Friday 24 January 2020

'I'd gladly sweep the streets for 50 years' as Iong as I get the most out of my Kilkenny career - Hogan

Kilkenny hurler Richie Hogan. Photo by Brendan Moran/Sportsfile
Kilkenny hurler Richie Hogan. Photo by Brendan Moran/Sportsfile
Michael Verney

Michael Verney

Nothing lasts forever, so it's important to maximise your time at the top, and Kilkenny star Richie Hogan has no regrets about putting his teaching career to the side, with hurling his "highest priority" until his inter-county career comes to an end.

During the Easter holidays last year, the 2014 Hurler of the Year decided that the time was right to throw all his eggs in the hurling basket in his quest to add to his haul of seven All-Ireland medals.

Hogan flirted with the idea of job sharing but with seven years behind him, he had enough savings to be self-sufficient and doesn't plan to return to full-time employment as long as he can contribute with the Cats.

"It's not even about money at all," Hogan said. "Some people need money to be able to live that lifestyle and focus on their career, and that's hugely important, and the GPA are doing a huge amount of work on that. It's just not that important to me.

"I remember saying to one of these life coaches, 'If I play to the age of 35 and get absolutely everything out of myself, I will gladly sweep the streets for the next 50 years'. It wouldn't bother me in the slightest.

"But I'm lucky in the sense that I'm a teacher, I'm qualified, I can go and get a job whenever I want, so it shouldn't be that difficult if I ever decide to go back. I'm incredibly lucky that I'm very good with money. I worked for seven years, I saved a huge amount.

"I do a bit with a recruitment company, we recruit teachers to go to the Middle East. That's in its infancy stages so I do a couple of hours a week at that and that's what keeps me going. Right now I'm going on savings alone."

Hogan isn't the first GAA player to focus all his attention on their craft, with footballers like Darran O'Sullivan (Kerry) and Karl Lacey (Donegal), as well as Waterford hurling boss Derek McGrath, doing something similar, but he has taken it to new levels and feels he is reaping the rewards.

GAA Newsletter

Expert GAA analysis straight to your inbox.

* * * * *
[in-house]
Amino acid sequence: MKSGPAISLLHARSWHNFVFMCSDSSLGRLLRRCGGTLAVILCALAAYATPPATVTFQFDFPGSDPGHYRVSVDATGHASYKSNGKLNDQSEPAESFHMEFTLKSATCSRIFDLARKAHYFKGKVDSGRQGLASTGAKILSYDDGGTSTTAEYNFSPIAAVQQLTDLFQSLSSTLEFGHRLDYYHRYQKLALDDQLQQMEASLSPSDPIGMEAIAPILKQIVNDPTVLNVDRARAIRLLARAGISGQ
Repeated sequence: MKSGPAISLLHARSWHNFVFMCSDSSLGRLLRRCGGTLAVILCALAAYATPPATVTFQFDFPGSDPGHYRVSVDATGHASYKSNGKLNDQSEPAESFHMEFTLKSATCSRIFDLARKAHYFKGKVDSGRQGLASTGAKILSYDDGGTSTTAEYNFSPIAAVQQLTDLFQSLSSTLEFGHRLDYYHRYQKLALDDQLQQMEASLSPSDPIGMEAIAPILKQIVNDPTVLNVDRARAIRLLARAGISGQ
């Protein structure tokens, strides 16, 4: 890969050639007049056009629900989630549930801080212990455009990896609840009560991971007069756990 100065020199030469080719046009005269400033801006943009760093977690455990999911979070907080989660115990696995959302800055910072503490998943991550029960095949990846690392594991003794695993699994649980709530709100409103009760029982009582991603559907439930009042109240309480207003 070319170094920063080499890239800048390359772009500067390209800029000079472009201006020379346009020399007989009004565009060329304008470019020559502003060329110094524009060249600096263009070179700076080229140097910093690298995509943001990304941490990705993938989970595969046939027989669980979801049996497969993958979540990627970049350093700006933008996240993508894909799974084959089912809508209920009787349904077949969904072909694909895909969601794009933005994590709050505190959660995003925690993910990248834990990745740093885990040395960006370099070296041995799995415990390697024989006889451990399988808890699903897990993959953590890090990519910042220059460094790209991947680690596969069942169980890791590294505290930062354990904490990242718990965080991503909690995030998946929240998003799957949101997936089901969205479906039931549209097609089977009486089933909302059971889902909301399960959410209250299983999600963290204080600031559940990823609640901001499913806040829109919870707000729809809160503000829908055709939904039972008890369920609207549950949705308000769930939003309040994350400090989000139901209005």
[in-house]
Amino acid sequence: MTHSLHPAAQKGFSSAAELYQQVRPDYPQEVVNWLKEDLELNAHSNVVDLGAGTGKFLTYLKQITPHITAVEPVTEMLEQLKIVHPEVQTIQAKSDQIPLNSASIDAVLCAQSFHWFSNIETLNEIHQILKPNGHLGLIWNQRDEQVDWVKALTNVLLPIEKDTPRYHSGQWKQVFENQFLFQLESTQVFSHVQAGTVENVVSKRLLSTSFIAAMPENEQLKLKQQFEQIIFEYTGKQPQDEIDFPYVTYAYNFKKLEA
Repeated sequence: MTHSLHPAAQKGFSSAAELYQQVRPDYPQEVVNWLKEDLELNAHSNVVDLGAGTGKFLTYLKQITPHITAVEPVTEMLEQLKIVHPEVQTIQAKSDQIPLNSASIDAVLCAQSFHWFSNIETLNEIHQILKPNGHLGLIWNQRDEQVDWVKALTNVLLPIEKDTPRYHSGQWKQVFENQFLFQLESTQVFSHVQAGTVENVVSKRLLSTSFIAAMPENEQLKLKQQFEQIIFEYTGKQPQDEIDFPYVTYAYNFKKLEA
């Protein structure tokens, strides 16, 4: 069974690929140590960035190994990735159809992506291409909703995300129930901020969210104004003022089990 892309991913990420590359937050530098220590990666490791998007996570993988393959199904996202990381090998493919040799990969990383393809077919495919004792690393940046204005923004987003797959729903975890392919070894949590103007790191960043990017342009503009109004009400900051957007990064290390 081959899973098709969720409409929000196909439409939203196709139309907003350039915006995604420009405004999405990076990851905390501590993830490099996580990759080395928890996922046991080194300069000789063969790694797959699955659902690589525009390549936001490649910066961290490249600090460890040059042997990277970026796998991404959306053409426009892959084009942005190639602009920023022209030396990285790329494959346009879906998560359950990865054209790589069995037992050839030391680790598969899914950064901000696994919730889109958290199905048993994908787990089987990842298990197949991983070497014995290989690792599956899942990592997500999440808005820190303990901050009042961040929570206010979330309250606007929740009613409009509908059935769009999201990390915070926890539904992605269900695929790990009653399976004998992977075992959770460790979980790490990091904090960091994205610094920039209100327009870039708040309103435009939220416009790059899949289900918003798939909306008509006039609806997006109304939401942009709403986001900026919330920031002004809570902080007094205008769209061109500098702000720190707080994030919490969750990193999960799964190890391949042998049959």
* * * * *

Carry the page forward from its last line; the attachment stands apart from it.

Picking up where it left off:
"Since I stepped away from it it's just been absolutely brilliant. I like to be able to do hurling every day. I used to do the gym sessions in the morning so I'd go to DCU and I'd do the gym session at maybe 6.15 and then go to work," he said.

"And I'd do my hurling in the evening, and then on a training day I'd travel home. Now I'm able to recover properly so I don't have to go to the gym at 6.0 in the morning, I can go to the gym at 9.0 and take that break in the afternoon.

"Then I can do my bit of hurling and then do a bit of yoga, core-work and work like that. It just makes a huge difference. And I'm at the age where, look, I'm 28, I have to look after myself properly. That's my highest priority."

Predominantly based in Dublin, the biggest issue which the Danesfort dynamo faces is clubs kicking him off their pitches, but three protruding discs in his back have been causing him discomfort and left in jeopardy for Kilkenny's Leinster semi-final defeat to Wexford earlier this month.

He was just "happy to be on the pitch" but after a few failed cortisone injections, a recent epidural left him feeling "like a new man". Coping mentally with the 'less is more approach' which team-mate Michael Fennelly has been forced to endure in recent years is something the four-time All-Star could never understand.

"Travelling was a big thing as well around that time. It was tough. It would depress you doing it. Travelling home, getting out of the car and you're so broke up after it. I just love training. I can't do the Michael Fennelly thing of take it easy, get it right at a slow pace," he said.

"I love to be able to train. I'd walk from Dublin to training, I just love it so much. I can't do that thing that he does. It becomes a bit of a head thing.

"I'll be at home for the summer. When it suits me I don't have to travel back to Dublin for training sessions. I can just go home, a ten-minute journey, as opposed to an hour and a half. Training day isn't a rush anymore."

As Brian Cody's Kilkenny stare down the unfamiliar qualifier route, starting this weekend against Limerick in Nowlan Park, Hogan hopes the Cats are back to their best, saying "if this goes well for us, it will be the greatest year we've ever had" as they look to build through the back-door.

With youthful exuberance on their side, Hogan feels the Treaty have "no pressure on them", with a surprise element to John Kiely's charges which they must heavily guard against.

"Look at Cian Lynch, he loves to go out and enjoy himself and does incredible things. There's that element of no fear about them, which is going to be a huge challenge, but if you break it down they have fantastic players all over the pitch who would make teams in other counties easily.

"Just because they didn't get it right last year or the year before… you know, look at Wexford, just because they didn't get it right… then people say they're gone. They are really going to be a huge challenge for us."


Subscribe to The Throw-In,'s weekly Championship podcast, for the best in GAA discussion and analysis every Monday, with some of the biggest names in football and hurling from Joe Brolly, Tomás Ó'Sé, Brendan Cummins and John Mullane.

Subscribe and listen to The Throw-In podcast on iTunes or SoundCloud.

Irish Independent

The Throw-In: New era for Dublin, all up for grabs in the hurling league and club final heroics

In association wth Allianz

Editor's Choice

Also in Sport